Henckels German knives are EXTREMELY chip resistant, so the cause was something other than the identity of the alloy. It's possible you have a defective knife, the cause might have been user related, etc. Henckels product support is extremely strong. If you liked the knife, contact them and see what they'll do for you in terms of replacement. Get in touch with Henckels even if the knife is very old, or you weren't the purchaser.
If the knife was Henckels International, i.e., not made in Germany, it's not worth chasing the warranty. Just replace it. It sounds like you're ready to move on in any case.
As to your specific questions:
There are a lot of good stainless alloys in current wa-gyuto production. In numerical/alphabetical order an incomplete list could include:
- CPM 154;
- G3; and, less enthusiastically...
Just as important as the identity of the alloy from the foundry, is that the knife maker has done appropriate heat treating and hardening.
Note also: (a) 13C26 and AEB-L are identical or so close to identical that the differences are without distinction; and (b) that although the CKtG refers to 19C27 as "semi-stainless," it contains slightly in excess of 13% chromium and is "stainless" by normal, "trade" definition.
A good three stone sharpening set will cost you in the neighborhood of $150, including a flattener. That puts your knife budget in the $150 to $250 range and leaves you quite a few good, stainless, 240mm wa-gyuto choices, and a few 270s. Without implying that the following is in any way an exclusive list, here, in alphabetical order, are some of the highlights:
- Gesshin Uraku (JKI);
- Gesshin Ginga (JKI);
- Konosuke HH (CKtG);
- Richmond Addict2 (CKtG);
- Richmond Laser (CKtG);
- Richmond Ultimatum (CKtG);
- Sakai Takayuki Grand Chef (CKtG, etc.); and
- Sakai Yusuke Sweden (Blueway Japan on ebay).
A few, brief thoughts:
- Don't worry about whether or not a particular knife is currently sold out. It will be back in stock in a few weeks at most. If it's a knife you want, get your name on the waiting list so you won't be SOL the next time it sells out. You've already waited this long;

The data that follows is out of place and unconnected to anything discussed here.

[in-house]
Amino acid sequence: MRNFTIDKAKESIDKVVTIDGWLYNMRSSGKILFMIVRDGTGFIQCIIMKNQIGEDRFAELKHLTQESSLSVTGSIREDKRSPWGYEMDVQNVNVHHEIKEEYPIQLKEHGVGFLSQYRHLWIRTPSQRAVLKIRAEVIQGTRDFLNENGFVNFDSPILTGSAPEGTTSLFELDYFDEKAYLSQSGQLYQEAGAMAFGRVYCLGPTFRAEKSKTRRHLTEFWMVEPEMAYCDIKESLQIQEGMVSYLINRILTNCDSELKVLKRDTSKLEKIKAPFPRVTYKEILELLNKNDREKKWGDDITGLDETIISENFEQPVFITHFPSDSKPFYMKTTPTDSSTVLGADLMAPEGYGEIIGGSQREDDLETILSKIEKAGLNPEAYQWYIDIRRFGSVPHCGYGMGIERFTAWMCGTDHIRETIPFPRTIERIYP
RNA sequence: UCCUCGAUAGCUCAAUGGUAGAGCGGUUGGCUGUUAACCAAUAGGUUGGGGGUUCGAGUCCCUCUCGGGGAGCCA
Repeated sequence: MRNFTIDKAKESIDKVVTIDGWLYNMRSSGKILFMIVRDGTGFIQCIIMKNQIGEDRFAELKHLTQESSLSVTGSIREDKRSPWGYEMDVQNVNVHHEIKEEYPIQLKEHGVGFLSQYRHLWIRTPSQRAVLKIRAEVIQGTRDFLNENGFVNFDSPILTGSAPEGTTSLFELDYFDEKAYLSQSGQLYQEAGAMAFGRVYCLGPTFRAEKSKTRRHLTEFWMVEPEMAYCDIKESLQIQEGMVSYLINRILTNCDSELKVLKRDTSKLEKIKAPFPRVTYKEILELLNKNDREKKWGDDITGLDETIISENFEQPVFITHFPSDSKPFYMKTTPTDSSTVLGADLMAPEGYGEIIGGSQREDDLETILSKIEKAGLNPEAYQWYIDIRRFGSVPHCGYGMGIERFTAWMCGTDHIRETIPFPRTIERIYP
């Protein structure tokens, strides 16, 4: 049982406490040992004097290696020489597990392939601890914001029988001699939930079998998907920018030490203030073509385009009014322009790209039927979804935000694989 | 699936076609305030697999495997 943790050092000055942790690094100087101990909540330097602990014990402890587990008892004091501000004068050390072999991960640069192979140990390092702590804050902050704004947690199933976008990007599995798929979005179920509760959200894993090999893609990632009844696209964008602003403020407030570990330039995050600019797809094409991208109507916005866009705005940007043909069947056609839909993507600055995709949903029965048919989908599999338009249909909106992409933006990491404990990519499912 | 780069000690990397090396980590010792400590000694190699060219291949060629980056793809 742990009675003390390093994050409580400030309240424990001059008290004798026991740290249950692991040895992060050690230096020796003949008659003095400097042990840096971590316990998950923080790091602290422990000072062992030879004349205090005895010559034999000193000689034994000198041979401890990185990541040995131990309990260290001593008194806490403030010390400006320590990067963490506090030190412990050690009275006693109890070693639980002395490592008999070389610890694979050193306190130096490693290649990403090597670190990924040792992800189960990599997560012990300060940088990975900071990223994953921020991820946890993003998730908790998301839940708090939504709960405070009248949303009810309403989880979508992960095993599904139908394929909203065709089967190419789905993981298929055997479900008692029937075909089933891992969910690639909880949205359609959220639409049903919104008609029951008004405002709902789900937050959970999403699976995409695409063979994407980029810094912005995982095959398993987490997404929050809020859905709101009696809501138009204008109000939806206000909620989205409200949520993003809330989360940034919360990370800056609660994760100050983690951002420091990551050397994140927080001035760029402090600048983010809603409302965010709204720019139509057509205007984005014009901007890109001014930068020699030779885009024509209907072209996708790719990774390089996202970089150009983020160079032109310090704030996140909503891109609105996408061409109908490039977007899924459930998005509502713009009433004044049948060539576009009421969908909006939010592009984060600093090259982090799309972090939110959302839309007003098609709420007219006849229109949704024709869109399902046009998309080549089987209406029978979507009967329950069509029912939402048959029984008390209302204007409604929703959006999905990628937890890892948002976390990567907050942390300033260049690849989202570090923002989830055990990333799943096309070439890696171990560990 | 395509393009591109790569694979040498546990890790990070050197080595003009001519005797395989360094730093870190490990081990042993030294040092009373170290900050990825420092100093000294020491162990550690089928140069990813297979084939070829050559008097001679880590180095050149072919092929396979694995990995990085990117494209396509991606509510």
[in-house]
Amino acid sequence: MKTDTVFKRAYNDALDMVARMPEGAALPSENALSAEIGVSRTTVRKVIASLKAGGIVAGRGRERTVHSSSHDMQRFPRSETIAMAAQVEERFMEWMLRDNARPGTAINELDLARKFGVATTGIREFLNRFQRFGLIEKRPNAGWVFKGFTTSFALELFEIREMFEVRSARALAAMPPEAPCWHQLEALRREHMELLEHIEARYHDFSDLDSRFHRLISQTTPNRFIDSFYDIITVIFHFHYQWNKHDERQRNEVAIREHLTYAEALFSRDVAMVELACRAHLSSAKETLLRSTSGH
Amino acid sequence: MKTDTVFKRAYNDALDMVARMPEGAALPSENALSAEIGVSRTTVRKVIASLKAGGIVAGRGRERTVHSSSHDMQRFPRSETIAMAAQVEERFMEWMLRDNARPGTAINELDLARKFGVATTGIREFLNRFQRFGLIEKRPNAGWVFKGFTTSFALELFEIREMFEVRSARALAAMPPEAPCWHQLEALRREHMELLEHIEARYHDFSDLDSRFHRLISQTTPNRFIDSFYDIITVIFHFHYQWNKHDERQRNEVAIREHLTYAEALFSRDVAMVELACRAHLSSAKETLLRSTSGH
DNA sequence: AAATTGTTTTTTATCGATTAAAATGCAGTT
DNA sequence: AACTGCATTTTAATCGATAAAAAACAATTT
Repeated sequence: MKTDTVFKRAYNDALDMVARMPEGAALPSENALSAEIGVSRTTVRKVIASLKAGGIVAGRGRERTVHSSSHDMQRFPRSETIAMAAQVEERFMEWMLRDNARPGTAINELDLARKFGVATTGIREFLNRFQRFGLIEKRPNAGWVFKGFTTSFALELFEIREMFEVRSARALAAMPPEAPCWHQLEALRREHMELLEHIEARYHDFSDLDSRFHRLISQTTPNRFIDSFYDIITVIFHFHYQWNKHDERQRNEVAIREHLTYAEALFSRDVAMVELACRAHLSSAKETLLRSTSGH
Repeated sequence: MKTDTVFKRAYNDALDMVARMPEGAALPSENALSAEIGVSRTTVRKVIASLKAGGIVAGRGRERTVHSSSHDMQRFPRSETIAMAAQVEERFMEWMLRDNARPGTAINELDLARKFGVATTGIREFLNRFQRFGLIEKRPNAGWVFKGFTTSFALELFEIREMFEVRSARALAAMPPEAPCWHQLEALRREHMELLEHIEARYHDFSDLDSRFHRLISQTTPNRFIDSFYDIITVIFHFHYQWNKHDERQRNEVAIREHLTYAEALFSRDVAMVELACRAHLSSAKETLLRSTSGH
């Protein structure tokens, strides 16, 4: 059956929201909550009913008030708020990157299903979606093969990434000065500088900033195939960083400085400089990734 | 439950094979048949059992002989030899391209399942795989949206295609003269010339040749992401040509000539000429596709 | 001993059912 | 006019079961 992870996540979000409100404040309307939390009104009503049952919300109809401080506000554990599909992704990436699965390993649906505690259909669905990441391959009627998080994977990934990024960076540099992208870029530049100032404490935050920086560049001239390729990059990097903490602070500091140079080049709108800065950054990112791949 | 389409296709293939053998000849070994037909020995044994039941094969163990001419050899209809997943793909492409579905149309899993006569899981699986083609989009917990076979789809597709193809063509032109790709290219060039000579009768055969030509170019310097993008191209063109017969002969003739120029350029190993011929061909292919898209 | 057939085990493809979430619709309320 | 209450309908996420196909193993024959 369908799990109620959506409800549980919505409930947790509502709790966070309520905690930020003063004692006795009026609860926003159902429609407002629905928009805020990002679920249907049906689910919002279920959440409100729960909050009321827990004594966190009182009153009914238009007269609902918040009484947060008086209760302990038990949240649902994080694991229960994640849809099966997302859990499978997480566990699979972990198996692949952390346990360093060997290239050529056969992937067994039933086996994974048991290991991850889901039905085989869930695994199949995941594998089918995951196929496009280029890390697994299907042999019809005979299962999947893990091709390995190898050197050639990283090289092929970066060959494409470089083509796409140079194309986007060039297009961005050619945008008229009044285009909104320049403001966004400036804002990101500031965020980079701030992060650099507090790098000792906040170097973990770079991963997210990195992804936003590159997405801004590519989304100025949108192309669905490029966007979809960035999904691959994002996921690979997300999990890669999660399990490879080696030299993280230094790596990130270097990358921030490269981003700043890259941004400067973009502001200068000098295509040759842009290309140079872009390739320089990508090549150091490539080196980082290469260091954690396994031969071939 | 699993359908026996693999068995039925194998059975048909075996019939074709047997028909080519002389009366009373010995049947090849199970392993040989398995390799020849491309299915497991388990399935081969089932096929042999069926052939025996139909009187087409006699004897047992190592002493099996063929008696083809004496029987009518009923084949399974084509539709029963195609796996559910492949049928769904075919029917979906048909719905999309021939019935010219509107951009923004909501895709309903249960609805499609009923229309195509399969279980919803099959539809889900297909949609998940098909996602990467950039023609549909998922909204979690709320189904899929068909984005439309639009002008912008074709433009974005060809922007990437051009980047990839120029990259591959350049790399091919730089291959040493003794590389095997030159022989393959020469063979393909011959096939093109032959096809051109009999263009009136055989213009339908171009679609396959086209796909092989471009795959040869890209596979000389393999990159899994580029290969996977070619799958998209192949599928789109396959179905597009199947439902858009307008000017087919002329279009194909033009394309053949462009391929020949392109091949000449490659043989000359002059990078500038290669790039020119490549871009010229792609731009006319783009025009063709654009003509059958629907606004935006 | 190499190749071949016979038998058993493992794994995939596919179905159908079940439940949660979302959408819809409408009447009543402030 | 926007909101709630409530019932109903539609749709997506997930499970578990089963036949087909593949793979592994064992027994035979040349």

- The Gesshin Uraku and Richmond Addict2 are the Goldilock's choices. That is, they're neither too light nor heavy, and neither too thick nor too thin. They're also the least expensive;
- As far as I know, ALL of the Richmonds on my list are made OEM by Lamson (a few Richmonds are made by Konosuke, and there may be other OEM makers as well), which means the blades will show a bunch of tool marks. The more complex the geometry -- the more tool marks. That may or may not bother you, I'm ambivalent. On the one hand, I think it's somewhat sloppy, on the other hand I find it charming and "hand made," and on the third hand, my Richmond is carbon and if the marks bother me I can push a patina to cover them;
- The Richmond Ultimatum is somewhat heavier, thicker than the other wa-gyuto, but it's as tough and versatile as a German chef's knife. I bought a 52100 (carbon) Ultimatum couple of months ago, and the more I use it the more I like it. If you were dreaming about a wa-handled Sabatier, the 19C27 Ultimatum is for you. Be aware though, that despite sharing the same profile, it's much thicker and heavier than a Masamoto KS (carbon and out of your price range);
- The other knives are ultra-thin, ultra light lasers -- a thing I like quite a bit but you may not; and
- Because the Grand Chef is (AEB-L) only hardened to 58, we can infer that it's the most chip resistant of the lasers, but we know Henckels are EXTREMELY chip resistant, and that knowledge is better than inference. How far did that get us?
Do a little bit of research to see if you can't limit the field, and come back with your many follow up questions. Both Mark (at CKtG) and Jon (at JKI) are extremely helpful on the phone.
Edited by boar_d_laze - 1/22/13 at 10:43am